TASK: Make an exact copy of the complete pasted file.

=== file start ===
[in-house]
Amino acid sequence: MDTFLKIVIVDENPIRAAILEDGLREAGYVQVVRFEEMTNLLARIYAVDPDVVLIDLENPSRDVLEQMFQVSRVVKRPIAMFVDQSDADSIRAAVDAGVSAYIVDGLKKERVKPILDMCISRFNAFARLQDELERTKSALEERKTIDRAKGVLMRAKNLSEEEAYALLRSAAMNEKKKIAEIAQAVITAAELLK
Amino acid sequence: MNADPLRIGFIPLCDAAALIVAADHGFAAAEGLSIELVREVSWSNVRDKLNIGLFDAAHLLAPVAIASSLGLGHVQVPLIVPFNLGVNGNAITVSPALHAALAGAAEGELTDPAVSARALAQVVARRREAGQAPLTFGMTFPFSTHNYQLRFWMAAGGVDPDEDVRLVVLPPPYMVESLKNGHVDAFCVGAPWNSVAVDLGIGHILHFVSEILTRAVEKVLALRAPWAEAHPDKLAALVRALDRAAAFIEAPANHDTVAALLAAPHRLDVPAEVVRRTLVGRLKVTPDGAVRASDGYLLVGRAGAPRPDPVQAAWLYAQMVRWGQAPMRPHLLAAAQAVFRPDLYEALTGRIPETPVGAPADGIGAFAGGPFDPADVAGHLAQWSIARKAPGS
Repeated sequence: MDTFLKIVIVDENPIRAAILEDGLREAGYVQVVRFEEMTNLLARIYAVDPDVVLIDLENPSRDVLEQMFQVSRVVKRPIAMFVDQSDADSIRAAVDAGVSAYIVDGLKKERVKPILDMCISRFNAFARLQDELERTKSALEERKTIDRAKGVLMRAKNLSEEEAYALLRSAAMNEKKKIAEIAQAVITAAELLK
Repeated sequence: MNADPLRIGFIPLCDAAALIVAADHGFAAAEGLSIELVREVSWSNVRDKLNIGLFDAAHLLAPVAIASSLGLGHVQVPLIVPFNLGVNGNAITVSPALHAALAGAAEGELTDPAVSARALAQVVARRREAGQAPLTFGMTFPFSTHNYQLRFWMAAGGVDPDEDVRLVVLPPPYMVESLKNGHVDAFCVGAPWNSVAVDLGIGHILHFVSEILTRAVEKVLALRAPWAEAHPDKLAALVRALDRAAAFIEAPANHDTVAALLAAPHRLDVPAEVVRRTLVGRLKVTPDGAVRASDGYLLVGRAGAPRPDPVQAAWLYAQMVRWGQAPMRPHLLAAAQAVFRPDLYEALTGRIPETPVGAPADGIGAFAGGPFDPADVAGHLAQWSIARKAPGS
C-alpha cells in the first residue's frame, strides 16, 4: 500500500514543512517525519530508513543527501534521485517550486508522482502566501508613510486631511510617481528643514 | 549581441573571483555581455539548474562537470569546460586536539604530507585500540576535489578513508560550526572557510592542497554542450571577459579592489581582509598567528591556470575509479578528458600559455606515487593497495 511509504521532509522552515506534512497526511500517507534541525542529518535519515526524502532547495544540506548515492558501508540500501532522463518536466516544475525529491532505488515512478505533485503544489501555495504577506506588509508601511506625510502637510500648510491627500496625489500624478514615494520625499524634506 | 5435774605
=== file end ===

[in-house]
Amino acid sequence: MDTFLKIVIVDENPIRAAILEDGLREAGYVQVVRFEEMTNLLARIYAVDPDVVLIDLENPSRDVLEQMFQVSRVVKRPIAMFVDQSDADSIRAAVDAGVSAYIVDGLKKERVKPILDMCISRFNAFARLQDELERTKSALEERKTIDRAKGVLMRAKNLSEEEAYALLRSAAMNEKKKIAEIAQAVITAAELLK
Amino acid sequence: MNADPLRIGFIPLCDAAALIVAADHGFAAAEGLSIELVREVSWSNVRDKLNIGLFDAAHLLAPVAIASSLGLGHVQVPLIVPFNLGVNGNAITVSPALHAALAGAAEGELTDPAVSARALAQVVARRREAGQAPLTFGMTFPFSTHNYQLRFWMAAGGVDPDEDVRLVVLPPPYMVESLKNGHVDAFCVGAPWNSVAVDLGIGHILHFVSEILTRAVEKVLALRAPWAEAHPDKLAALVRALDRAAAFIEAPANHDTVAALLAAPHRLDVPAEVVRRTLVGRLKVTPDGAVRASDGYLLVGRAGAPRPDPVQAAWLYAQMVRWGQAPMRPHLLAAAQAVFRPDLYEALTGRIPETPVGAPADGIGAFAGGPFDPADVAGHLAQWSIARKAPGS
Repeated sequence: MDTFLKIVIVDENPIRAAILEDGLREAGYVQVVRFEEMTNLLARIYAVDPDVVLIDLENPSRDVLEQMFQVSRVVKRPIAMFVDQSDADSIRAAVDAGVSAYIVDGLKKERVKPILDMCISRFNAFARLQDELERTKSALEERKTIDRAKGVLMRAKNLSEEEAYALLRSAAMNEKKKIAEIAQAVITAAELLK
Repeated sequence: MNADPLRIGFIPLCDAAALIVAADHGFAAAEGLSIELVREVSWSNVRDKLNIGLFDAAHLLAPVAIASSLGLGHVQVPLIVPFNLGVNGNAITVSPALHAALAGAAEGELTDPAVSARALAQVVARRREAGQAPLTFGMTFPFSTHNYQLRFWMAAGGVDPDEDVRLVVLPPPYMVESLKNGHVDAFCVGAPWNSVAVDLGIGHILHFVSEILTRAVEKVLALRAPWAEAHPDKLAALVRALDRAAAFIEAPANHDTVAALLAAPHRLDVPAEVVRRTLVGRLKVTPDGAVRASDGYLLVGRAGAPRPDPVQAAWLYAQMVRWGQAPMRPHLLAAAQAVFRPDLYEALTGRIPETPVGAPADGIGAFAGGPFDPADVAGHLAQWSIARKAPGS
C-alpha cells in the first residue's frame, strides 16, 4: 500500500514543512517525519530508513543527501534521485517550486508522482502566501508613510486631511510617481528643514 | 549581441573571483555581455539548474562537470569546460586536539604530507585500540576535489578513508560550526572557510592542497554542450571577459579592489581582509598567528591556470575509479578528458600559455606515487593497495 511509504521532509522552515506534512497526511500517507534541525542529518535519515526524502532547495544540506548515492558501508540500501532522463518536466516544475525529491532505488515512478505533485503544489501555495504577506506588509508601511506625510502637510500648510491627500496625489500624478514615494520625499524634506 | 5435774605